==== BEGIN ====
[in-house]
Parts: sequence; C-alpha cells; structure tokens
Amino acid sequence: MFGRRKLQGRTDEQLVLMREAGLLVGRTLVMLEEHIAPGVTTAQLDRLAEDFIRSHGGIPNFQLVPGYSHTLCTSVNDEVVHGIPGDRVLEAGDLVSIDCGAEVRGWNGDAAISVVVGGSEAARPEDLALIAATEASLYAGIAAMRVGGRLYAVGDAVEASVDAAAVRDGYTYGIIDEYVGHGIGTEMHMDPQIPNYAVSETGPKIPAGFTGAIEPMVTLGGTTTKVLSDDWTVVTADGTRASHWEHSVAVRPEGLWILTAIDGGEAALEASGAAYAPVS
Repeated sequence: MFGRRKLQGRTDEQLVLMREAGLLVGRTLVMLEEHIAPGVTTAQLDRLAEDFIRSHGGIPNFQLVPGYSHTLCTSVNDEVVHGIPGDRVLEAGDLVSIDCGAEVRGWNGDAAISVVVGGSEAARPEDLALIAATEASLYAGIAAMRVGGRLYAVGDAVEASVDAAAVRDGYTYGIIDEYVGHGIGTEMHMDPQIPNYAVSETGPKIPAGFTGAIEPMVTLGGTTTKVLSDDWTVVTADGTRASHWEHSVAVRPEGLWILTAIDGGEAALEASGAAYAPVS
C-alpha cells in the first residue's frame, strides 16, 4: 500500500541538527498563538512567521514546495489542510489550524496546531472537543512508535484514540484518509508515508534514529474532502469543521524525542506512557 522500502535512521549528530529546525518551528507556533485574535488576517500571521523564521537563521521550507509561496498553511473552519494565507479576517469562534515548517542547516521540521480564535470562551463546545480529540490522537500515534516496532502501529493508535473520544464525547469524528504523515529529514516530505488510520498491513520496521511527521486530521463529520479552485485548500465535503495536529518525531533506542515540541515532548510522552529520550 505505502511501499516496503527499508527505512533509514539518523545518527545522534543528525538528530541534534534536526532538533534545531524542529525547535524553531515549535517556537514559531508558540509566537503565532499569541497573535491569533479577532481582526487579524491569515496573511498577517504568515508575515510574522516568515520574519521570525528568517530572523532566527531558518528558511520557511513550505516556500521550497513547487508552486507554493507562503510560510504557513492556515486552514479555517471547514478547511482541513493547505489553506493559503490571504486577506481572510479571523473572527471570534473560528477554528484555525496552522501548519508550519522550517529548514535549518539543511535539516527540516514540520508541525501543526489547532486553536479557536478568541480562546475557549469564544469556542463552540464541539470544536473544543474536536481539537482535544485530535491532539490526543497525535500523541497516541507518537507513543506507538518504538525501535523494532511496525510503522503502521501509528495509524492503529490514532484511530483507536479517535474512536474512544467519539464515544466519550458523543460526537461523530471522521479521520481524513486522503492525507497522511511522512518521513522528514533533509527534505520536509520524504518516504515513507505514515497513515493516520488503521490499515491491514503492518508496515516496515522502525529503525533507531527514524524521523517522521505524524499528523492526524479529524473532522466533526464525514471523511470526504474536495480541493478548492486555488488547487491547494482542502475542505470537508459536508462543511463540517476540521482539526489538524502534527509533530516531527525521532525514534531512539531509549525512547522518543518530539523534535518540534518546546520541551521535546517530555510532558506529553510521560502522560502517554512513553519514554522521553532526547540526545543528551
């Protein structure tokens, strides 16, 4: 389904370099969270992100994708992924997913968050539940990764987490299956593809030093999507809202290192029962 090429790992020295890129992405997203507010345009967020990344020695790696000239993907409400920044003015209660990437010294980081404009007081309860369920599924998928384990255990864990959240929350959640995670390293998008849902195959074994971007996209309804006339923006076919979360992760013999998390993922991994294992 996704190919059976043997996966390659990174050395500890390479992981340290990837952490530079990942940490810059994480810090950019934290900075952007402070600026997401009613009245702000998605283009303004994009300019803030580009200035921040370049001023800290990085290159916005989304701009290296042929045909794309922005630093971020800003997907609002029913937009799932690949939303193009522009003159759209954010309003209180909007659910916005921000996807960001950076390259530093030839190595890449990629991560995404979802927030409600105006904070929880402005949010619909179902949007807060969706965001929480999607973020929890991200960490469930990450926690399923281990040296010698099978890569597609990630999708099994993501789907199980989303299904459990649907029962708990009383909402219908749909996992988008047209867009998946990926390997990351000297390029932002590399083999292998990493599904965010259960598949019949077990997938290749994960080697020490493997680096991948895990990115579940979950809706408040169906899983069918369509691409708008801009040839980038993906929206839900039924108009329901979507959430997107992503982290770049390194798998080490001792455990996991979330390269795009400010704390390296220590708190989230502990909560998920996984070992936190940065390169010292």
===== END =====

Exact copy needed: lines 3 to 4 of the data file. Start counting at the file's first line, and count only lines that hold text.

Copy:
Amino acid sequence: MFGRRKLQGRTDEQLVLMREAGLLVGRTLVMLEEHIAPGVTTAQLDRLAEDFIRSHGGIPNFQLVPGYSHTLCTSVNDEVVHGIPGDRVLEAGDLVSIDCGAEVRGWNGDAAISVVVGGSEAARPEDLALIAATEASLYAGIAAMRVGGRLYAVGDAVEASVDAAAVRDGYTYGIIDEYVGHGIGTEMHMDPQIPNYAVSETGPKIPAGFTGAIEPMVTLGGTTTKVLSDDWTVVTADGTRASHWEHSVAVRPEGLWILTAIDGGEAALEASGAAYAPVS
Repeated sequence: MFGRRKLQGRTDEQLVLMREAGLLVGRTLVMLEEHIAPGVTTAQLDRLAEDFIRSHGGIPNFQLVPGYSHTLCTSVNDEVVHGIPGDRVLEAGDLVSIDCGAEVRGWNGDAAISVVVGGSEAARPEDLALIAATEASLYAGIAAMRVGGRLYAVGDAVEASVDAAAVRDGYTYGIIDEYVGHGIGTEMHMDPQIPNYAVSETGPKIPAGFTGAIEPMVTLGGTTTKVLSDDWTVVTADGTRASHWEHSVAVRPEGLWILTAIDGGEAALEASGAAYAPVS